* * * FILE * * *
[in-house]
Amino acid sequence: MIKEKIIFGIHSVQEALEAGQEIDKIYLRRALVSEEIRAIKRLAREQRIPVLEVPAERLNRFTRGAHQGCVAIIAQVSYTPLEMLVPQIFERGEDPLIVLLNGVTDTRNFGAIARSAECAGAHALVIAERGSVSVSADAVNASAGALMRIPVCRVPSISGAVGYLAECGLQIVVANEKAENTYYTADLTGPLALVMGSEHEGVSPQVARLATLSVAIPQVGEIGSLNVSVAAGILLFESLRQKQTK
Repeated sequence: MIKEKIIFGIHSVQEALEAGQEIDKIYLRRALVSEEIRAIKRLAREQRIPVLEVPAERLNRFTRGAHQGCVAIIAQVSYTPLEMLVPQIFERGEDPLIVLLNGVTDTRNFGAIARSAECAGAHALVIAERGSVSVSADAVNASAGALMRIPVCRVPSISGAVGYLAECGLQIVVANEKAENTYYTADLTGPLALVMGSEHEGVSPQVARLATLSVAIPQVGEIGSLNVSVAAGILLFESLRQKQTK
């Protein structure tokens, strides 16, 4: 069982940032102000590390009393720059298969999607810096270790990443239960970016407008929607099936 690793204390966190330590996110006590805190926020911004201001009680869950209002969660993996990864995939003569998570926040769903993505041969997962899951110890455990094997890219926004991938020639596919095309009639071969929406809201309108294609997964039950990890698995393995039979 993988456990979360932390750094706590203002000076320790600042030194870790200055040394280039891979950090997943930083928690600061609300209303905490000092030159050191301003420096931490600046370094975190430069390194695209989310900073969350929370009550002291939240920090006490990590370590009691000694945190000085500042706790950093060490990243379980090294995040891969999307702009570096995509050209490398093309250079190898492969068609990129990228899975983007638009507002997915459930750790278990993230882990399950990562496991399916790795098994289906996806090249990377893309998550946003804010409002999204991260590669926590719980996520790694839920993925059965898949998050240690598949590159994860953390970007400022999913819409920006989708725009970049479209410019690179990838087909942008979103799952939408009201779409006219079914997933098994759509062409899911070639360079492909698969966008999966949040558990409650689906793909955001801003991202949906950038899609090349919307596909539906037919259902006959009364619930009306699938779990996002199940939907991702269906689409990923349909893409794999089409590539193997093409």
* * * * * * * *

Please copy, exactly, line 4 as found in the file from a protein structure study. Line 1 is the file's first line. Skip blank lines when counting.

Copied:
């Protein structure tokens, strides 16, 4: 069982940032102000590390009393720059298969999607810096270790990443239960970016407008929607099936 690793204390966190330590996110006590805190926020911004201001009680869950209002969660993996990864995939003569998570926040769903993505041969997962899951110890455990094997890219926004991938020639596919095309009639071969929406809201309108294609997964039950990890698995393995039979 993988456990979360932390750094706590203002000076320790600042030194870790200055040394280039891979950090997943930083928690600061609300209303905490000092030159050191301003420096931490600046370094975190430069390194695209989310900073969350929370009550002291939240920090006490990590370590009691000694945190000085500042706790950093060490990243379980090294995040891969999307702009570096995509050209490398093309250079190898492969068609990129990228899975983007638009507002997915459930750790278990993230882990399950990562496991399916790795098994289906996806090249990377893309998550946003804010409002999204991260590669926590719980996520790694839920993925059965898949998050240690598949590159994860953390970007400022999913819409920006989708725009970049479209410019690179990838087909942008979103799952939408009201779409006219079914997933098994759509062409899911070639360079492909698969966008999966949040558990409650689906793909955001801003991202949906950038899609090349919307596909539906037919259902006959009364619930009306699938779990996002199940939907991702269906689409990923349909893409794999089409590539193997093409």